You’ve just bought a rowing machine… what next?
First of all – congratulations on your purchase of what in my opinion is the greatest piece of cardio equipment a person can own!
Now you are wondering where to start.. In the early days I would advise concentrating on a couple of things:
- Form/ Technique
- Base endurance
- Progress tracking
Rowing with correct technique is key for being able to put the most power possible into each stroke, being able to maintain this and ensuring you minimise risk of injury. The main thing that helps understand the stroke is to think of which muscles generate the power – an old coach of mine estimates it to be along the lines of:
- Legs – 65%
- Lower back – 20%
- Upper back – 10%
- Arms – 5%
I like this video for seeing a stroke broken down in visual form – he makes it sound simple, and that’s because it is! You just need to work on co-ordination. I’ll break the stroke down into two parts – the drive and the recovery.
Starting at the front, from a side on view you want to imagine that your body is at about 1 o clock angle. Given this is where you will start the stroke, you need to be in a strong position – have a neutral spine, sit up, hold your core tight and have balance in your feet.
When you take the stroke, it is key that you don’t fire off your legs and move the seat without moving the handle – this is wasted energy. You want to imagine that the handle is only moving at the start when the seat is moving.
Opening the back – you want to wait until you have almost got the legs flat before you start opening out, at this point you still have your arms locked out, and then once the legs are flat and you are opening the back (to about 11 o clock angle) you can then bring the arms in to finish the stoke.
For the stoke, you want to imagine that you are accelerating the handle the whole time so don’t jab it too hard at the start and then slow down, you want to really work on building power throughout the stoke.
Now that you’ve taken the stoke, you want to use the recovery (moving back to the start) to again be done efficiently and with poise to allow you to take in oxygen and get ready for the next stroke.
The recovery is essentially done in reverse – from the back of the stroke you want to move the arms back to fully extended, lean from your 11 o clock back to 1 o clock and then start breaking the legs. On the body rock is it essential that you do this from the hips, not the back. You want a completely neutral spine and not to be hunched. It should feel like you are sitting on a different part of your glutes as you rock over.
As you are breaking your knees and coming back to the front, you want to ensure your body is already in the position you want it to be at the front – don’t leave it too late and lean forwards at the front, this is again wasted effort and that all adds up in tests or long sessions.
Putting it together
Once you have a good grasp of both aspects of the stroke you want to turn it into a fluent stroke that you can repeat over and over. If you imagine that a stroke takes 3 seconds (imagine rowing at 20 strokes a minute) then the drive should take 1 second and the recover should take 2 seconds. This will help you find your rhythm.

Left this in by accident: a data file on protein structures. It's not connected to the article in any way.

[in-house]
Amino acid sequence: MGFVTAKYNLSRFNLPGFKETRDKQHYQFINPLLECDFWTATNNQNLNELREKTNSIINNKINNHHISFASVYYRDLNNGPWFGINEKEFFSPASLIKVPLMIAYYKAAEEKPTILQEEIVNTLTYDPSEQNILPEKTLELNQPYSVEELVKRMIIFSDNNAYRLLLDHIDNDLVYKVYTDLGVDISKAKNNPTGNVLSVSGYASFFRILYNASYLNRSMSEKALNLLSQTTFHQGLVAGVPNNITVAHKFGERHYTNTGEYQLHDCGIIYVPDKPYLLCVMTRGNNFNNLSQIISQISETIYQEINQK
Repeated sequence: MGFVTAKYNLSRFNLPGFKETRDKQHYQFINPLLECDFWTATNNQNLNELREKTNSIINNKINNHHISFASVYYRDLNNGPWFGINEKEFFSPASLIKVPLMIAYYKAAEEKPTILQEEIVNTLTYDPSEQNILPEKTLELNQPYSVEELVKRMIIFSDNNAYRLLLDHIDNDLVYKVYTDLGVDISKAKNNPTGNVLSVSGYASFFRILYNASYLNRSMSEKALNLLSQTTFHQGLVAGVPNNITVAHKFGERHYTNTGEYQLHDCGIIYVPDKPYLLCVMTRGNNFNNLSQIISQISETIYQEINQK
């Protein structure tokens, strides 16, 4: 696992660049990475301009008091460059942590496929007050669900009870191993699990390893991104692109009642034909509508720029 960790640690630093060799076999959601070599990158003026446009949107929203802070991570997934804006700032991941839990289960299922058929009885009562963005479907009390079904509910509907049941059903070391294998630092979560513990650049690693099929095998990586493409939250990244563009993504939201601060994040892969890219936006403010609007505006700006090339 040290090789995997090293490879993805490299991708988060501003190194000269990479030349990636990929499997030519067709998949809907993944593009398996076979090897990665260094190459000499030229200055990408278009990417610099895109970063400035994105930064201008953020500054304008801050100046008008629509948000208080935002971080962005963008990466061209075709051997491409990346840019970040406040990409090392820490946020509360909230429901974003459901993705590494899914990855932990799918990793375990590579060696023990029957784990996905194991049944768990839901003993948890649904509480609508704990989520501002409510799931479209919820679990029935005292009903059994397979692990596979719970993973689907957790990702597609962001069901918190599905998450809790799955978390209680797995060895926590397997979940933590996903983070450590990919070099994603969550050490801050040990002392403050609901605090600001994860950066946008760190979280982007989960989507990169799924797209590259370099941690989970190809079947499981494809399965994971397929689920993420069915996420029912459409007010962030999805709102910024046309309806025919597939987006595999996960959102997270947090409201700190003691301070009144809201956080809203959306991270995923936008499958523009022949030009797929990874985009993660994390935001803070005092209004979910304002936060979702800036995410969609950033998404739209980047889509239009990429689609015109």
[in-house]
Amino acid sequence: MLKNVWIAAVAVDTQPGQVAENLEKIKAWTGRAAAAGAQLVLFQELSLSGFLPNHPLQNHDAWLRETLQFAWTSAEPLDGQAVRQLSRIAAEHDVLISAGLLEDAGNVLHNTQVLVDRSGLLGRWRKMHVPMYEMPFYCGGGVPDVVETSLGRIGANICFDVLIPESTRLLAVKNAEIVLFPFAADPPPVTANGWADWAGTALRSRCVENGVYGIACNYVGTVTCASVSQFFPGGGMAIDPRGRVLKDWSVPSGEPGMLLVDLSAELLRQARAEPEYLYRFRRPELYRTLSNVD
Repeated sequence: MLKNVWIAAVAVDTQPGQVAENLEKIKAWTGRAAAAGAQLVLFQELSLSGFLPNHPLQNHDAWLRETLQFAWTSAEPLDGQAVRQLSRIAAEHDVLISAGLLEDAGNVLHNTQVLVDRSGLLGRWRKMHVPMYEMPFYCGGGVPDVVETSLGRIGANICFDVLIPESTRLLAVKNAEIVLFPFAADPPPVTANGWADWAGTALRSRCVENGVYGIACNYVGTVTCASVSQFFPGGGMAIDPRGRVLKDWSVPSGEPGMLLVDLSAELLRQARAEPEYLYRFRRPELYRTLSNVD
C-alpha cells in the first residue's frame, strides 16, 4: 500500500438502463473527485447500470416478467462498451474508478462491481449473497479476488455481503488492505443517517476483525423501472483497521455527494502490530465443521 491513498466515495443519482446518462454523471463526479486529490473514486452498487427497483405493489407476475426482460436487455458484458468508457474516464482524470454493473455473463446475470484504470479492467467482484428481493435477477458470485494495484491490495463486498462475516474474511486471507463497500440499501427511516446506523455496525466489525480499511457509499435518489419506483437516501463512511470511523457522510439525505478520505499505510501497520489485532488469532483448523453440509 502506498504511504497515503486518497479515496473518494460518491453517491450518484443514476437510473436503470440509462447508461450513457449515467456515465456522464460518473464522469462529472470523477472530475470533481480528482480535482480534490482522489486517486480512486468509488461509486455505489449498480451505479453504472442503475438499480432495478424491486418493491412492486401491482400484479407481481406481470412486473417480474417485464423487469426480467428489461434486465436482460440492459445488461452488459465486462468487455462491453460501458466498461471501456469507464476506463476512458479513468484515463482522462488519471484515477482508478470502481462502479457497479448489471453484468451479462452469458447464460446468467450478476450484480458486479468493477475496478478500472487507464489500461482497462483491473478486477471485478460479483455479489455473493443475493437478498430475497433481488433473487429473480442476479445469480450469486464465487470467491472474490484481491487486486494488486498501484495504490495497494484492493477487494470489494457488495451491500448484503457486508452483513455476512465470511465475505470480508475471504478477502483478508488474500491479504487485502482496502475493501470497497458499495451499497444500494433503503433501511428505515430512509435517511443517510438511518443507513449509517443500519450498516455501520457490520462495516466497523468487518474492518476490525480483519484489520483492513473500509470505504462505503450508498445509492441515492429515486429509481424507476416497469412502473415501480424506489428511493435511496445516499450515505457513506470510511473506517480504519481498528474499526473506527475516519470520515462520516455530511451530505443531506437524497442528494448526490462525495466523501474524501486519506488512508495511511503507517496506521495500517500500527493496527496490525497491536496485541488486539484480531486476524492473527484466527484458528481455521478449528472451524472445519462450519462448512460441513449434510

There are drills you can do to build a stronger stroke, but I will do a further post on advanced technique and drills you can do.
Whilst it is always tempting to get on and smash it – you will be setting yourself up well by spending your first 6-8 weeks focussing on longer sessions where you really bed in correct technique. I am a strong believer in taking breaks during long sessions to stretch/ take on water/ regroup but it is important to get the miles in!
I would suggest breaking down all initial sessions by time intervals – and I think 20 minutes is best to do so. I personally like a session like the below but to start you can do 2 x 20 mins before moving to a longer session.
3 x 20 minutes @ 18-20 strokes per minute with 3 minute break between each.
Stroke rate – if you want to row for a long period of time, you need to keep the rate low and you still have the opportunity to take really powerful strokes and take time to recover before the next one.
Heart rate – I really advocate using a HR monitor and you want to try and keep yourself around 65% of your max to ensure that you are not doing to much
On long sessions on the rowing machine, hydration is paramount. Check my post Powerade vs Gatorade for some thoughts about best hydration strategies.
Building experience of powerful strokes at low rate will mean that when you step up to high rate the speed will really show!
Something I see a lot of is people trying to do a 2km row too often. Either they are trying to improve their time weekly, or they are doing it after a gym session. If you are doing a 2k test properly, you shouldn’t be able to do anything else in the gym afterwards!
There are 3 tests I advocate for doing to measure progress:
- 30 @ 20 test. This is 30 minutes at a max stroke rate of 20. In here you want to measure your total distance. I would advocate doing this every 2-3 weeks to test the progress of your power and endurance.
- 2km test. This is an ‘all out’ test of speed over the typical rowing distance. You should do this no more than once every 6 weeks to allow time to build enough progress to beat it the next time. Aim to keep your stroke rate at a minimum of 32.
- 5km test. This is similar to the 2k test but over a longer distance and with a greater need to pace yourself. I would aim to keep stroke rate around 28-32 depending how well you can do this.
So much of the stroke is influenced by the flexibility of your hips and hamstrings. Do not neglect this aspect and spend time afterwards stretching properly – I fully recommend a foam roller to help you with this. Check out this post for a few thoughts on foam rollers.
Hopefully this gives a good flavour of the technique to row with, and some sessions to start off with.